3) Either add an INFORMAT statement for variables where the text strings in the CSV file need to be translated to store the right value in the SAS dataset.  For most values SAS does not need to use an INFORMAT to read the value.  Again the main exception is for DATE, TIME and DATETIME values.  Also numeric values that have been formatted in the text with $ or commas will require an informat.  Note you could do this by adding an informat specification to the INPUT statement, but make sure to prefixed the informat specification with : to make sure that input is still list mode.  Also note that you do not need to supply a width value for the informat specification since SAS will ignore it when reading data in list mode.  In list mode SAS adjusts the informat to the width of the data.

4) Add an INPUT statement that just lists the fields to read. 

 

data mydata;
  infile 'mytextfile.txt'  dsd dlm=',' truncover firstobs=2;
  length name $20 age 8 date 8 salary 8;
  informat date mmyydd. salary comma. ;
  format date yymmdd10. ;
  input name age date salary ;
run;

Note that if you have defined the variables in the order that they appear in the CSV file the INPUT statement itself could use a positional variable list instead of listing all of the variable names again.

input name -- salary;

 

Note that SAS only uses fixed length character variables. It just means that when SAS stores the values in the dataset it pads them with spaces. It really doesn't matter at all with a CSV file since standard practice for processing CSV files it to ignore trailing (and leading) spaces anyway.  If you are reading a file that you don't know a lot about set them to something much longer than you need. You can always adjust them later.  I frequently will round character variables of multiples of 10, 25, 50 or 100 bytes just so I don't have to worry too much about the next example of this type of file having slightly longer values.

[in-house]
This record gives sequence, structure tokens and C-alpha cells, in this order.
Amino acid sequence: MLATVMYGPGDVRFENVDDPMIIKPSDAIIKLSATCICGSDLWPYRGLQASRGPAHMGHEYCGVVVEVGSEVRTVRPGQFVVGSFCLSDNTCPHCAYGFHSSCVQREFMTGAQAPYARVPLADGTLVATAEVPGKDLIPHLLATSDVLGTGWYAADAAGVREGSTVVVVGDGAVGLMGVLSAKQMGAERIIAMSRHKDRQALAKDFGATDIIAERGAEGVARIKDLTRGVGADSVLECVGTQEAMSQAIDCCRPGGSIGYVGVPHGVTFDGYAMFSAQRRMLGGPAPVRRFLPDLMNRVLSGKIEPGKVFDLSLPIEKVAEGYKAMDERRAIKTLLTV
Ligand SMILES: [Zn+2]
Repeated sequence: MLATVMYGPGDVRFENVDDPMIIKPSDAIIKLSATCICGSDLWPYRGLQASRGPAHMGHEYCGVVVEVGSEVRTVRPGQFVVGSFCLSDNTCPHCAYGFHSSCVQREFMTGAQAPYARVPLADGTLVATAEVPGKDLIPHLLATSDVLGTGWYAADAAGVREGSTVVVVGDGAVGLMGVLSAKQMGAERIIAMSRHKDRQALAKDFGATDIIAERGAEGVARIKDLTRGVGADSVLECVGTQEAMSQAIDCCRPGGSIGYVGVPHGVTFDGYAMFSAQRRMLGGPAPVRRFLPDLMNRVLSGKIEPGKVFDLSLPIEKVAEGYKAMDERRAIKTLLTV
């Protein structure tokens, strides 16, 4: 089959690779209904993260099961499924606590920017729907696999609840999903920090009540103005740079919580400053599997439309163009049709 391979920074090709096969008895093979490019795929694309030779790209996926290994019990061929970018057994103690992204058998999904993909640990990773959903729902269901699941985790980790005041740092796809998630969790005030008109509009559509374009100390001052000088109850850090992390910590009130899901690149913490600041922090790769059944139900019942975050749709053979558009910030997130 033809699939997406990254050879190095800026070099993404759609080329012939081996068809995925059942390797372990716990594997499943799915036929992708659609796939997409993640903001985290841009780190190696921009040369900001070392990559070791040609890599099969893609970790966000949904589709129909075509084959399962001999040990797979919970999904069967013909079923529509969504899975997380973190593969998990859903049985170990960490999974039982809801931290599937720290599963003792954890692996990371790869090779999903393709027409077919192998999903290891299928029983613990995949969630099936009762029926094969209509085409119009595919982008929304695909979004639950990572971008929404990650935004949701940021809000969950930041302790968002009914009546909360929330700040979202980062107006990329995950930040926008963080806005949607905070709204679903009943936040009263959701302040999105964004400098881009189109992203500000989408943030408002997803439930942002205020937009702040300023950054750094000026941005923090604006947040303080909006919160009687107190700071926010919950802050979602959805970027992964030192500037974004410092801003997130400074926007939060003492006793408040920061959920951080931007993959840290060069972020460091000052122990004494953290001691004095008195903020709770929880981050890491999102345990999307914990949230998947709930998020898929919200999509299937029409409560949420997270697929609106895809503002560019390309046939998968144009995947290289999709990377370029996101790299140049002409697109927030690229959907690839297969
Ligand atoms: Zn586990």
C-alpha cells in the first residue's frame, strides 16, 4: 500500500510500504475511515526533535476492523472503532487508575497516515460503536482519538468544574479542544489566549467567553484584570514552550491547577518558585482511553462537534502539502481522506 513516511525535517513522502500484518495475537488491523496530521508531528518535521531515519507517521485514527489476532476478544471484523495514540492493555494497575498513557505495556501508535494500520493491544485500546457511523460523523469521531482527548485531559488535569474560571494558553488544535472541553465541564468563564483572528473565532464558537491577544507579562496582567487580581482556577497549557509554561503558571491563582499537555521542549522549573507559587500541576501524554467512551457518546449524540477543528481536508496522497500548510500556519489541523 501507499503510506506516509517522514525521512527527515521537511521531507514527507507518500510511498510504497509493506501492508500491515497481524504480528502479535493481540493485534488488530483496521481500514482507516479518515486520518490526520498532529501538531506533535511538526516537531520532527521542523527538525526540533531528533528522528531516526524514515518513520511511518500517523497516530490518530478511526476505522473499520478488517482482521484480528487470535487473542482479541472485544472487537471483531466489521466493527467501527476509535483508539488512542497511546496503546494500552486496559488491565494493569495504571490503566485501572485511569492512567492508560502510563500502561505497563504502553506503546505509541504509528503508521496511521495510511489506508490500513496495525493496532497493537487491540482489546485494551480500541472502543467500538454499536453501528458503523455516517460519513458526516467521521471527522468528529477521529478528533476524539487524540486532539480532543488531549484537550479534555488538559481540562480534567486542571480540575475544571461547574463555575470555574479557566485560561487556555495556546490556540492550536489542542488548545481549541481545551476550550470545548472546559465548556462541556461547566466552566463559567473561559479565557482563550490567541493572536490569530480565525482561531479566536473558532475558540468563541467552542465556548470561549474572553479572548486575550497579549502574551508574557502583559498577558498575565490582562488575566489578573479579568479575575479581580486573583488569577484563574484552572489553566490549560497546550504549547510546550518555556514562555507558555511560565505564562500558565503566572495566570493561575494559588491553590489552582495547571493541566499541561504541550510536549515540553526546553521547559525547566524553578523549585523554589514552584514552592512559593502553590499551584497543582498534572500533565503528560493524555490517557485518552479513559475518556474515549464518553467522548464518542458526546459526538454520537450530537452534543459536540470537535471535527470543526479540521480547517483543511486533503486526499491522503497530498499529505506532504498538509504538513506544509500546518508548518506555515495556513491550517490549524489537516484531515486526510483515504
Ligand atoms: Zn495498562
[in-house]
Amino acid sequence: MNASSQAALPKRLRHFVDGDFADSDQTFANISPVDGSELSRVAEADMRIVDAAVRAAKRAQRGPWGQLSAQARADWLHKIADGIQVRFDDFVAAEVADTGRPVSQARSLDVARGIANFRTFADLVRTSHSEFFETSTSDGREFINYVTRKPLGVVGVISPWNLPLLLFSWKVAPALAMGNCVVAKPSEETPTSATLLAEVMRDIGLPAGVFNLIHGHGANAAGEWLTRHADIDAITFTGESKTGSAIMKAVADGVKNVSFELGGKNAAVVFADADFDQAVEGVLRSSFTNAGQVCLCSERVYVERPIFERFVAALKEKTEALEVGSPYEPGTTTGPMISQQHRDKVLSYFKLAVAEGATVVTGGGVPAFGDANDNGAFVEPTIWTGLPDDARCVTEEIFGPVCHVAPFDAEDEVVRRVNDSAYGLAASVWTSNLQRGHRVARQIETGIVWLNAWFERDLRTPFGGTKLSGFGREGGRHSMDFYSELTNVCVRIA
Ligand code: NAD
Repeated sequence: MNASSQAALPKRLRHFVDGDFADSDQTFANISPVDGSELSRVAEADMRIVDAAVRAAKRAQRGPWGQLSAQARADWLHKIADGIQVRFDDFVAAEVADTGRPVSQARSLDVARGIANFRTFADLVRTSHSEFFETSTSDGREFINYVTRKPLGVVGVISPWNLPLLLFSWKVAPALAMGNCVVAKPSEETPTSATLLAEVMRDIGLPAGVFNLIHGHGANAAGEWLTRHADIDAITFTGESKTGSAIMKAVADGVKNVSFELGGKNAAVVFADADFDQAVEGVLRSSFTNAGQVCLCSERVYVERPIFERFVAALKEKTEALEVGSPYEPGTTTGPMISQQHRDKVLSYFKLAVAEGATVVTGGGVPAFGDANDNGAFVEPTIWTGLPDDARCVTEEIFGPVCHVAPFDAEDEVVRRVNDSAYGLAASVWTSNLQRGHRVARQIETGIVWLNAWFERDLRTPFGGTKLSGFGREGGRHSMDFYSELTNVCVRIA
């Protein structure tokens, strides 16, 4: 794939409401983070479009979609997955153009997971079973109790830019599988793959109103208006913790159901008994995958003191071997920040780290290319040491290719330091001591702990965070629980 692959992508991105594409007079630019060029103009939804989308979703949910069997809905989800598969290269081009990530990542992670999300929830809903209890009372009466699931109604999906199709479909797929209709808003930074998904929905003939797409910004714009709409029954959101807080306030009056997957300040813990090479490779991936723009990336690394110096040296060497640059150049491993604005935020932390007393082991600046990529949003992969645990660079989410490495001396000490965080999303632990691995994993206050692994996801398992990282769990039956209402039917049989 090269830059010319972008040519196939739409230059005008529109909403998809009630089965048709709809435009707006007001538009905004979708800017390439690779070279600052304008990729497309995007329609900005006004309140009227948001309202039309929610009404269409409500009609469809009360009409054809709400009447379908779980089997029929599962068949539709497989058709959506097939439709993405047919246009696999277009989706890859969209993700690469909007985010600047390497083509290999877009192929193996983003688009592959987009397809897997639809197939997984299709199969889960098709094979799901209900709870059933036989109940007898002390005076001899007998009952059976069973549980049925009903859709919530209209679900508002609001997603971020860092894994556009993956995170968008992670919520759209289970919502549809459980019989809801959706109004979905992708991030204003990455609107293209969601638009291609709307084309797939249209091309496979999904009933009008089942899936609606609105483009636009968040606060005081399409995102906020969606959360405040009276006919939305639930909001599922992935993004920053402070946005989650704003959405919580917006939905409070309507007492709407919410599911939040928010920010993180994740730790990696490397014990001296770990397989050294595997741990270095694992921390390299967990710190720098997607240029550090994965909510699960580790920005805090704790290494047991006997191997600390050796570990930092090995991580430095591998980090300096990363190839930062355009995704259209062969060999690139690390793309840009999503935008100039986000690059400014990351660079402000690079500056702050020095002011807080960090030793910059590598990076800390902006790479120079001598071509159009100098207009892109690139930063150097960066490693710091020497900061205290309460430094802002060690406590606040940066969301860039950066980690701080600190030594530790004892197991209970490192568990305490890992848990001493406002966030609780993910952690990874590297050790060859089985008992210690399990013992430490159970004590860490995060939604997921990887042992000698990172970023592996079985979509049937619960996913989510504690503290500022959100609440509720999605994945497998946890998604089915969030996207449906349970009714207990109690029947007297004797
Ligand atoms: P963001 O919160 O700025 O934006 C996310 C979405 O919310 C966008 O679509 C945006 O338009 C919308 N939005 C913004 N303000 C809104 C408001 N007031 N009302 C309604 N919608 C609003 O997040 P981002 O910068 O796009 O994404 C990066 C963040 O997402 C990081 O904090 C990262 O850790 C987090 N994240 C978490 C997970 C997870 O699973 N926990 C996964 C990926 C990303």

Solution
‎02-01-2018 03:05 PM
Super User
Super User
Posts: 7,845

Re: Start to finish how do I import a CSV file with the DATA step?

Note that if you really don't know what is in the file then look at it first. The LIST statement is really good for this as it will show you the hexcode for invisible characters, like tabs.

So you might look at the first 10 lines to see what is there,  Does it have a header line? Is it using comma, semi-colon, pipe, tab, something else as the delimiter?

data _null_;
  infile 'mytextfile.txt' obs=10;
  input;
  list;
run;

Also then you can just copy the first line from the SAS LOG and paste it into the program editor so that you can use it to begin making names for the variables.

 

If you want to get a better idea of what is in the file then read it into a bunch character variables and examine it.  Find the maximum length. How many different values.  Do they look like numbers? dates? time? 

So you might start by reading the first 9,999 observations into 40 columns of character variables.

data  sample;
  infile 'mytextfile.txt' obs=10000 firstobs=2 dsd truncover;
  length x1-x40 $50 ;
  input x1-x40;
run;
☑ This topic is solved.